5. Indeed, 51.9 percent of the respondents to the "What Authors Want" survey agreed with the statement, "Scholarly publishing is changing its function from knowledge dissemination to the building of an authors resume/CV or reputation," 40.return to text

6. See the account of e-print publication by Declan Butler, "The writing is on the web for science journals in print," Nature, 397 (21 January 1999), 199-200: "The previously antagonistic attitude of many publishers to the electronic prior publication of articles has become more liberal over the past two years. Publishers that refuse a priori to publish articles that have been posted on e-print servers — such as the New England Journal of Medicine — appear increasingly isolated. In contrast, over the past two years, Nature, the Journal of Neuroscience and several other journals have stated that posting on e-print servers does not a priori constitute prior publication, but is rather a legitimate means of communication between researchers."return to text

7. The 5 May 1999 proposal for PubMed Central (then named E-Biomed) affirmed that "copyright to reports posted in E-Biomed would be retained by the authors." A 20 June 1999 addendum to the proposal expressed a preference for authors retaining copyright but observed that the matter "could largely be left to individual editorial boards to resolve," possibly within some new fair use regimen. The 30 August 1999 invitation to participate in PubMed Central notes, more simply, that "copyright will reside with the submitting groups . . . or the authors themselves, as determined by the participants." NIH sensibly acknowledges that authors wishing their work to appear in PubMed Central will need to make their own copyright arrangements with publishers for that purpose. See "PubMed Central: An NIH-Operated Site for Electronic Distribution of Life Sciences Research Reports," http://www.nih.gov/news/pr/aug99/od-30.htm and Vincent Kiernan, "NIH Proceeds with On-Line Archive for Papers in the Life Sciences," Chronicle of Higher Education, 10 September 1999, A33. The power of authors' wishes in shaping copyright regimens is suggested by William S. Strong's account of the MIT Press's policy for managing electronic journal rights, in "Copyright in a Time of Change," Journal of Electronic Publishing, 4 (March 1999).return to text

8. See, for instance, the American Association of University Professors' new policy statement on "Distance Education and Intellectual Property," Academe, 85 (May-June 1999): 41-45, and the Association of American Universities 13 May 1999 report on "Intellectual Property and New Media Technologies: A Framework for Policy Development at AAU Institutions," http://www.aau.edu/reports/IPReport.html See also Goldie Blumenstyk, "A Company Pays Top Universities to Use Their Names and Their Professors," Chronicle of Higher Education, 18 June 1999, A39, 41.return to text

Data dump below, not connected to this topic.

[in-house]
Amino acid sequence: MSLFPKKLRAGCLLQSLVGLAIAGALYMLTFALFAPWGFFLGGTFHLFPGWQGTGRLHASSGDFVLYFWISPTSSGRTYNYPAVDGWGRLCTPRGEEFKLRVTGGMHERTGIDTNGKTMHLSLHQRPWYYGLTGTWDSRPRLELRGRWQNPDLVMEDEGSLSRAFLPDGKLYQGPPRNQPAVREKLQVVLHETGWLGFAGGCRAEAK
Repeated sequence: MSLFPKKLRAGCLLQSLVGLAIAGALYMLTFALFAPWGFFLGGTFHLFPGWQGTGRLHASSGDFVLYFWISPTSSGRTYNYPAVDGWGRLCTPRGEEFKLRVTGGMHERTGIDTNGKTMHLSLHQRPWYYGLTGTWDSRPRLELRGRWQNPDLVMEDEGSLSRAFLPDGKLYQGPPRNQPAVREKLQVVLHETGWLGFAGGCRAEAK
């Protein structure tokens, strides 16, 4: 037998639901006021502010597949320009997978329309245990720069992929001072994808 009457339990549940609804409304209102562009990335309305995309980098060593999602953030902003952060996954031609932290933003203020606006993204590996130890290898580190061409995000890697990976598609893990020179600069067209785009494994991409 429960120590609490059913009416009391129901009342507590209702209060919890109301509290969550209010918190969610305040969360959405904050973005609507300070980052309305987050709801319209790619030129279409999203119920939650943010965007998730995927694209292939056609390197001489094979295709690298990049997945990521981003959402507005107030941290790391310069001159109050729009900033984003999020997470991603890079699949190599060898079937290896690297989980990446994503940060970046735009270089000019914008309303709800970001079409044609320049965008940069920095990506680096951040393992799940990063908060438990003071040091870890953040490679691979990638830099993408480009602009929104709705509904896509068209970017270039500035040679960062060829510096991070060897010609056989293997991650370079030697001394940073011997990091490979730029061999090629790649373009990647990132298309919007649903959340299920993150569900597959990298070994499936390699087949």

9. One of the most contentious issues in the Digital Millennium Copyright Act, left unresolved when it became law in October 1998, was the protection sought by publishers in using encryption technology to control access and use (including fair use) of copyrighted material. See Arnold Lutzker, "Primer on the Digital Millennium: What the Digital Millennium Copyright Act and the Copyright Term Extension Act Mean for the Library Community," [formerly http://www.arl.org/info/frn/copy/primer.html].return to text

10. Consider, for instance, the copyright transfer agreement used by the American Physical Society, which grants to authors rights for a wide variety of repurposing activities, including teaching and postings on personal Web sites and e-print servers. See ftp://aps.org/pub/jrnls/copy_trnsfr.ascreturn to text

11. Book and journal publishers are situated quite differently as regards the risks they assume. I focus here on journal publishers because the scholarly monograph — for all its importance to scholarship, especially in the humanities and social sciences — represents a fairly small share in the market for scholarly publishing.return to text

12. New journal starts, of course, pose some significant commercial risks.return to text

13. The American Physical Society in fact considered adopting an agreement that left copyright with authors but secured to APS a nonexclusive right to print, publish, reproduce, distribute, post on line, and publicly perform and display the authors work. APS decided against adopting such a policy because such a nonexclusive license might be unenforceable in countries outside the United States, given the reference in the license to unspecified publishing technologies as yet uninvented. Author's correspondence with Martin Blume, Editor-in-Chief of the American Physical Society.return to text

14. U.S. Constitution, Article 1, Section 8, Clause 8. Steven Bachrach et al., argue that "authors of scientific works based on government supported research should be free to distribute those works as they see fit, via journals, electronic postings, and other new modes that may appear," in "Who Should Own Scientific papers?", Science, 281 (4 September 1998): 1459. Stanley Chodorow calls for "the creation of a new market for scholarly information . . . [that] would enable scholars and universities to distribute information among themselves in a system affected by costs instead of profits" in "The Faculty, the University, and Intellectual Property," Journal of Electronic Publishing, 3 (March 1998).return to text

15. See http://www.evolutionary-ecology.com/advice/AdviceFrames.html and [formerly http://www.press.umich.edu/jep/copyright.html]. Further information is available on the "Authors' Licenses" page of the Liblicense Web site, which offers an exceptionally wide variety of information about licensing digital information: http://www.library.yale.edu/~llicense/index.shtml The newly published study by the National Research Council observes that "the digital environment will continue to bring significant and unpredictable consequences for content creators" and calls for a two-year study to understand better how content creators might position themselves in that environment. See The Digital Dilemma: Intellectual Property in the Information Age (Washington: National Academy Press, 1999), 6-21 in the prepublication copy. For further information about this important report, see: http://books.nap.edu/catalog.php?record_id=9601return to text

16. See Section 203 of the Copyright Act of 1976, and Patterson and Lindberg, 169.return to text